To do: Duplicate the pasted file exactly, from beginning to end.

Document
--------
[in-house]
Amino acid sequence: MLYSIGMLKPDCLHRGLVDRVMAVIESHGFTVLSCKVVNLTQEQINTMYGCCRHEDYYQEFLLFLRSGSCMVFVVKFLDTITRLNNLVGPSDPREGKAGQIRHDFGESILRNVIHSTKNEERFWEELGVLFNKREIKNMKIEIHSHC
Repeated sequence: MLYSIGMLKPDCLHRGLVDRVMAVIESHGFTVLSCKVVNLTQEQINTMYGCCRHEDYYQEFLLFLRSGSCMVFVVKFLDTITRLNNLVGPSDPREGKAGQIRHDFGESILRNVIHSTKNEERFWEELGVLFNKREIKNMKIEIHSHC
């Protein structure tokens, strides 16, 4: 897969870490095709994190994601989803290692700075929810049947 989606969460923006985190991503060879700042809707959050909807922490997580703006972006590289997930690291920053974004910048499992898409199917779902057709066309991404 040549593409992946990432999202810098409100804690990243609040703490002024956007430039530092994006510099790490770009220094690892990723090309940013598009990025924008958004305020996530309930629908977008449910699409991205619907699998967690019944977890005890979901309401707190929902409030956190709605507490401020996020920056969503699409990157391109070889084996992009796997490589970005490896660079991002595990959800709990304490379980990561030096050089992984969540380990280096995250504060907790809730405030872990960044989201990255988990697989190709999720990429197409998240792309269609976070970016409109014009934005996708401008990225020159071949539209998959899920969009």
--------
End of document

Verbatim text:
[in-house]
Amino acid sequence: MLYSIGMLKPDCLHRGLVDRVMAVIESHGFTVLSCKVVNLTQEQINTMYGCCRHEDYYQEFLLFLRSGSCMVFVVKFLDTITRLNNLVGPSDPREGKAGQIRHDFGESILRNVIHSTKNEERFWEELGVLFNKREIKNMKIEIHSHC
Repeated sequence: MLYSIGMLKPDCLHRGLVDRVMAVIESHGFTVLSCKVVNLTQEQINTMYGCCRHEDYYQEFLLFLRSGSCMVFVVKFLDTITRLNNLVGPSDPREGKAGQIRHDFGESILRNVIHSTKNEERFWEELGVLFNKREIKNMKIEIHSHC
């Protein structure tokens, strides 16, 4: 897969870490095709994190994601989803290692700075929810049947 989606969460923006985190991503060879700042809707959050909807922490997580703006972006590289997930690291920053974004910048499992898409199917779902057709066309991404 040549593409992946990432999202810098409100804690990243609040703490002024956007430039530092994006510099790490770009220094690892990723090309940013598009990025924008958004305020996530309930629908977008449910699409991205619907699998967690019944977890005890979901309401707190929902409030956190709605507490401020996020920056969503699409990157391109070889084996992009796997490589970005490896660079991002595990959800709990304490379980990561030096050089992984969540380990280096995250504060907790809730405030872990960044989201990255988990697989190709999720990429197409998240792309269609976070970016409109014009934005996708401008990225020159071949539209998959899920969009």